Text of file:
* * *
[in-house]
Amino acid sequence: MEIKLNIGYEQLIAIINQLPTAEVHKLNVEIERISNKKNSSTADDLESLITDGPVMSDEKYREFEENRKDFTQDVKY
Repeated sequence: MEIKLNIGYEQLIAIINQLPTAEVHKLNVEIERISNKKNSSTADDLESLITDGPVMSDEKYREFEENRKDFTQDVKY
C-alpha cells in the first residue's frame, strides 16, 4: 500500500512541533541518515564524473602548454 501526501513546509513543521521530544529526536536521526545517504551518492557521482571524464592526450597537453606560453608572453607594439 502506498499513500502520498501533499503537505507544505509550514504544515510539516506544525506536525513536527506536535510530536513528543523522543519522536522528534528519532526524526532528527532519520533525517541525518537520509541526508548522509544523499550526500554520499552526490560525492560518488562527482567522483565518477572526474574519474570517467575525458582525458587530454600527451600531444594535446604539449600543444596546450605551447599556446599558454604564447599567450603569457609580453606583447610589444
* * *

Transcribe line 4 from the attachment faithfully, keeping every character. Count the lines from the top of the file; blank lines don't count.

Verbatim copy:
C-alpha cells in the first residue's frame, strides 16, 4: 500500500512541533541518515564524473602548454 501526501513546509513543521521530544529526536536521526545517504551518492557521482571524464592526450597537453606560453608572453607594439 502506498499513500502520498501533499503537505507544505509550514504544515510539516506544525506536525513536527506536535510530536513528543523522543519522536522528534528519532526524526532528527532519520533525517541525518537520509541526508548522509544523499550526500554520499552526490560525492560518488562527482567522483565518477572526474574519474570517467575525458582525458587530454600527451600531444594535446604539449600543444596546450605551447599556446599558454604564447599567450603569457609580453606583447610589444